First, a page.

While at work, you slouch in your chair as you hurriedly finish a report. When you get home, you want to unwind so you spend a few hours weeding your garden with your back hunched forward. No big deal, right?
As it turns out, your poor posture may be contributing to your back pain.
How poor posture provokes back pain
You may not feel any ill-effects after sitting with poor posture for a few hours, but over time the stress that poor posture places on your spine can lead to anatomical changes in your spine. This in turn can provoke back pain through the constriction of your blood vessels and nerves. In addition, the stress from poor posture can lead to back pain by causing problems with your muscles, discs, and joints.
Back pain caused by poor posture may have any of the following characteristics:
- Back pain that is worse at certain times of the day
- Pain that starts in your neck and moves down into your upper and lower back
- Pain that subsides after switching positions while sitting or standing
- Sudden back pain that coincides with a new job, a new office chair, or a new car
How to maintain good posture
If poor posture can lead to back pain, it logically follows that good posture can help you avoid back pain. Here’s how to maintain good posture while walking, sitting, and lifting:
It's easy to forget about your posture when you’re exercising or running errands, but your posture is no less important when you’re walking than when you’re sitting. While walking, it's important to look straight ahead of you and to keep your head balanced straight above your spine. Additionally, remain tall (avoid drooping your shoulders) while you are walking, and make sure to land on your heel and then gently roll forward to push off the front of your foot.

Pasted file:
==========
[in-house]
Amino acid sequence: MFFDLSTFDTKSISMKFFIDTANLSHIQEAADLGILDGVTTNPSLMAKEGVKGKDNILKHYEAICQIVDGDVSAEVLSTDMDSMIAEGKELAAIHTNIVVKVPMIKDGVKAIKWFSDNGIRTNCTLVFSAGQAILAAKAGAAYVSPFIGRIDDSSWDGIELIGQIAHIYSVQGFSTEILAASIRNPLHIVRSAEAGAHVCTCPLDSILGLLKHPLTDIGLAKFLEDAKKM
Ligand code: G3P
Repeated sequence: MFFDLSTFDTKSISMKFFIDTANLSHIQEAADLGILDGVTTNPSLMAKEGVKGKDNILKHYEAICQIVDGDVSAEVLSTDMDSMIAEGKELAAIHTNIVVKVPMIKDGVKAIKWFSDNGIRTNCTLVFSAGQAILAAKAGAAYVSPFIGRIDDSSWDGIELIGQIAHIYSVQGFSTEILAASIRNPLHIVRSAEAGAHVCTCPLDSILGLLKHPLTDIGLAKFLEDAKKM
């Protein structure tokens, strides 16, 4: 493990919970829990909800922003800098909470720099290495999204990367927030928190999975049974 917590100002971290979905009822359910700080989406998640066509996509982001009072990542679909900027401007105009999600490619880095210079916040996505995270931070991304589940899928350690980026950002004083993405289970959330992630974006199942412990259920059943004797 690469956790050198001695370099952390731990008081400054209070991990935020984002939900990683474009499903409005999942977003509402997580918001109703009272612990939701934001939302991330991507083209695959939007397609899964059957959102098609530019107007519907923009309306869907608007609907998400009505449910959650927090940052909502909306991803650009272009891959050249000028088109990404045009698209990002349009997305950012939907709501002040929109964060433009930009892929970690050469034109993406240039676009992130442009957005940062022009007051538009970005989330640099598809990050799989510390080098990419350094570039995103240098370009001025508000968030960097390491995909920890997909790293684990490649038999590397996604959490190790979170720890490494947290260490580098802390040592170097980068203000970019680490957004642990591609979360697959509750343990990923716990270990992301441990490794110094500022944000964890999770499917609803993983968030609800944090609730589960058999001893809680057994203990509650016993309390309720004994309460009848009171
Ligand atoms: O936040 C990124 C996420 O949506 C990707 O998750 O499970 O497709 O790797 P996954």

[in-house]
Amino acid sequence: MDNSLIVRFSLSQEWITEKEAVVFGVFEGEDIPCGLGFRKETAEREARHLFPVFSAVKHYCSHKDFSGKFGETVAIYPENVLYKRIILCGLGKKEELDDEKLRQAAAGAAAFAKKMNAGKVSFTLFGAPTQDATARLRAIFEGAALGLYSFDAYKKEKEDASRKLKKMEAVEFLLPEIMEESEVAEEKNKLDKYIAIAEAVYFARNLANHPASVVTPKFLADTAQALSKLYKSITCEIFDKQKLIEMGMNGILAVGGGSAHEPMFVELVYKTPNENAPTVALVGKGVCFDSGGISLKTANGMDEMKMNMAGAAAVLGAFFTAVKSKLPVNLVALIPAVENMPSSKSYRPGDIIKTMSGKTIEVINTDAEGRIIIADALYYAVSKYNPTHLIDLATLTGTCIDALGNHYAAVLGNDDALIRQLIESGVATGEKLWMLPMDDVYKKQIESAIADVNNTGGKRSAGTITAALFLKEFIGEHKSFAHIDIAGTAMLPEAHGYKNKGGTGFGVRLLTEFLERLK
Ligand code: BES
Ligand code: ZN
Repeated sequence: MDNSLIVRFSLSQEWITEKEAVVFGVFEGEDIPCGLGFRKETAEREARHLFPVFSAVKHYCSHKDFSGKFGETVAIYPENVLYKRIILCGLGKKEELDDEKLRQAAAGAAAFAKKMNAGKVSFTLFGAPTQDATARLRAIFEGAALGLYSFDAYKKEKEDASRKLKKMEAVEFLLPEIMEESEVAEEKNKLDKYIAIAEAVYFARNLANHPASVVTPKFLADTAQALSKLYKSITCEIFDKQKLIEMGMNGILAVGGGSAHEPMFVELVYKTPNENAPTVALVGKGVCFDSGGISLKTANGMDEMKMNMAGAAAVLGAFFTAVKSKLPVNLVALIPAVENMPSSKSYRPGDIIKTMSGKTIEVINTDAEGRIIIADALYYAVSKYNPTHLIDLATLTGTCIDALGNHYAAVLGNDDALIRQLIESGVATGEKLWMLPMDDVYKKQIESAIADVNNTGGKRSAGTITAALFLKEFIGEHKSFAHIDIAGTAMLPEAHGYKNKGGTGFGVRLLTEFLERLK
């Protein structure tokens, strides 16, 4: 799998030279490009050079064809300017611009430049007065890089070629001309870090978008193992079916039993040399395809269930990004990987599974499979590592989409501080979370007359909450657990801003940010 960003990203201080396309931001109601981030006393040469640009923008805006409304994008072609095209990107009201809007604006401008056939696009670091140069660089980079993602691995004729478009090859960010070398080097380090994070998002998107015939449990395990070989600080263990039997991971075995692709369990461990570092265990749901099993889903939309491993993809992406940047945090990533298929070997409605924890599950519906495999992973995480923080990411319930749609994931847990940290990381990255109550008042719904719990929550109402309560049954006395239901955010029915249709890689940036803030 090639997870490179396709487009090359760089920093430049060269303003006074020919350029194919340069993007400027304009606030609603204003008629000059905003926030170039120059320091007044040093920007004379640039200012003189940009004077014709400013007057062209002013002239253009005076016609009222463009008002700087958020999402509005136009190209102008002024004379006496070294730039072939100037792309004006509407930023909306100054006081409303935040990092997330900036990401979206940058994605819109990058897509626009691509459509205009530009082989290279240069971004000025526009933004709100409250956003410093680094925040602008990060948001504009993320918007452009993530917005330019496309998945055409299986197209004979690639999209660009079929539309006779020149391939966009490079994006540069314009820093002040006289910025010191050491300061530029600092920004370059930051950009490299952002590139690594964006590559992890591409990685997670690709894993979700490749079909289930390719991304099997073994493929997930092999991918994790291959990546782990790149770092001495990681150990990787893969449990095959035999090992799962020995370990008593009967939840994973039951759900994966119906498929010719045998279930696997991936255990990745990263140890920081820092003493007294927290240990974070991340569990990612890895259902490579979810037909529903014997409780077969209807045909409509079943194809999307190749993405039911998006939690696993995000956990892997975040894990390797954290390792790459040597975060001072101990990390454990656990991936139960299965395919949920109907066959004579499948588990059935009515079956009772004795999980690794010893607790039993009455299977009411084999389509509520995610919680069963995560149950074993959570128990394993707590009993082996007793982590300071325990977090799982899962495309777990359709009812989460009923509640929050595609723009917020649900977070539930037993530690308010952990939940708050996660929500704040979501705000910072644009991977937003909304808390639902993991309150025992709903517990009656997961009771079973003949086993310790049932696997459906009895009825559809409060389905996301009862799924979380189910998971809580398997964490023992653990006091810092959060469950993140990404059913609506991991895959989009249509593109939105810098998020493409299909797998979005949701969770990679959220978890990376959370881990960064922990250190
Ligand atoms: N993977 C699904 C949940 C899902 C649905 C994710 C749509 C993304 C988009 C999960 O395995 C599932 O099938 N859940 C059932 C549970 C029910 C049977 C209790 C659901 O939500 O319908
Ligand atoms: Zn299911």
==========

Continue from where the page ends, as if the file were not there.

Sit with support
If you’re like most people, you sit for at least eight hours every day. With so much of your life spent sitting down, it is imperative that you sit with proper posture. One common posture mistake many people make is the "office chair hunch," where a person sits at the front of their chair and hunches forward to reach their computer screen.
Instead of hunching forward, here is how to sit with proper posture at your office:
Keep your back flush against your chair with your shoulders tall and your head level over your spine.
When sitting at a desk, keep your arms flexed at a 75 to 90 degree angle at the elbows.
Keep your knees level with your hips—or sit with your knees slightly above your hips if seated at a desk.
Keep your feet flat on the floor. If you are unable to reach the floor, you can utilize a footrest.
Improper lifting techniques can cause injury to the muscles, joints, and discs in your back. To help you avoid back pain, here are three simple rules for lifting both light and heavy objects:
Keep your chest forward. To ensure you keep your back straight while lifting, bend your hips—not your lower back—and keep your chest out.
Lead with your hips. When changing directions while lifting, lead with your hips to avoid placing additional strain on your back.
Keep weight close to your body. Keep the object you are lifting as close to your body as possible.
Displaying Dr. T Certified.pngThis article has been auotherd by Andrew Moeller and edited and approved by Dr. Rashad Trabulsi.